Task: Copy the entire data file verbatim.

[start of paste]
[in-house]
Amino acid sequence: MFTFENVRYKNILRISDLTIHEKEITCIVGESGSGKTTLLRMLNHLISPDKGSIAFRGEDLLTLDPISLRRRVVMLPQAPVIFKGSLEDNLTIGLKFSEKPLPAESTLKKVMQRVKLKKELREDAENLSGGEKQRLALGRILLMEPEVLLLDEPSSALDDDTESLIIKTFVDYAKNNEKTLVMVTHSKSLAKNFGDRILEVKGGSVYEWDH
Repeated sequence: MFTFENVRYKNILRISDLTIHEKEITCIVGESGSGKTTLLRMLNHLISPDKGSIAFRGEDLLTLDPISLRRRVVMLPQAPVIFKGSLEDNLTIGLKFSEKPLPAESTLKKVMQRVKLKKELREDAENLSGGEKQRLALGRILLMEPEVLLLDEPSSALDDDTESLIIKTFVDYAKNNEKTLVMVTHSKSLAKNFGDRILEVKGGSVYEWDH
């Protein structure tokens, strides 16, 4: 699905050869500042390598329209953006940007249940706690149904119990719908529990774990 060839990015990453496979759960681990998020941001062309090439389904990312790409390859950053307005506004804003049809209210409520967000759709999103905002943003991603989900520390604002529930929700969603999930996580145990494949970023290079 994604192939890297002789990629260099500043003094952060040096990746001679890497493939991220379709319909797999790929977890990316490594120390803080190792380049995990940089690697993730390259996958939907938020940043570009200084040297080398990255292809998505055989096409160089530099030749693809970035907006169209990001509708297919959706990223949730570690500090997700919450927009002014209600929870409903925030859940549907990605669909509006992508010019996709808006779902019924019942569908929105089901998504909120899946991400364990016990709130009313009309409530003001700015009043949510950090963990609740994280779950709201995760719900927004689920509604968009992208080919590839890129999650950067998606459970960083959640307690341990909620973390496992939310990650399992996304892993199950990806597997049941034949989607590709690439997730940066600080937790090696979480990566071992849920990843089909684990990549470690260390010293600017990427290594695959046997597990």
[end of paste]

[in-house]
Amino acid sequence: MFTFENVRYKNILRISDLTIHEKEITCIVGESGSGKTTLLRMLNHLISPDKGSIAFRGEDLLTLDPISLRRRVVMLPQAPVIFKGSLEDNLTIGLKFSEKPLPAESTLKKVMQRVKLKKELREDAENLSGGEKQRLALGRILLMEPEVLLLDEPSSALDDDTESLIIKTFVDYAKNNEKTLVMVTHSKSLAKNFGDRILEVKGGSVYEWDH
Repeated sequence: MFTFENVRYKNILRISDLTIHEKEITCIVGESGSGKTTLLRMLNHLISPDKGSIAFRGEDLLTLDPISLRRRVVMLPQAPVIFKGSLEDNLTIGLKFSEKPLPAESTLKKVMQRVKLKKELREDAENLSGGEKQRLALGRILLMEPEVLLLDEPSSALDDDTESLIIKTFVDYAKNNEKTLVMVTHSKSLAKNFGDRILEVKGGSVYEWDH
């Protein structure tokens, strides 16, 4: 699905050869500042390598329209953006940007249940706690149904119990719908529990774990 060839990015990453496979759960681990998020941001062309090439389904990312790409390859950053307005506004804003049809209210409520967000759709999103905002943003991603989900520390604002529930929700969603999930996580145990494949970023290079 994604192939890297002789990629260099500043003094952060040096990746001679890497493939991220379709319909797999790929977890990316490594120390803080190792380049995990940089690697993730390259996958939907938020940043570009200084040297080398990255292809998505055989096409160089530099030749693809970035907006169209990001509708297919959706990223949730570690500090997700919450927009002014209600929870409903925030859940549907990605669909509006992508010019996709808006779902019924019942569908929105089901998504909120899946991400364990016990709130009313009309409530003001700015009043949510950090963990609740994280779950709201995760719900927004689920509604968009992208080919590839890129999650950067998606459970960083959640307690341990909620973390496992939310990650399992996304892993199950990806597997049941034949989607590709690439997730940066600080937790090696979480990566071992849920990843089909684990990549470690260390010293600017990427290594695959046997597990």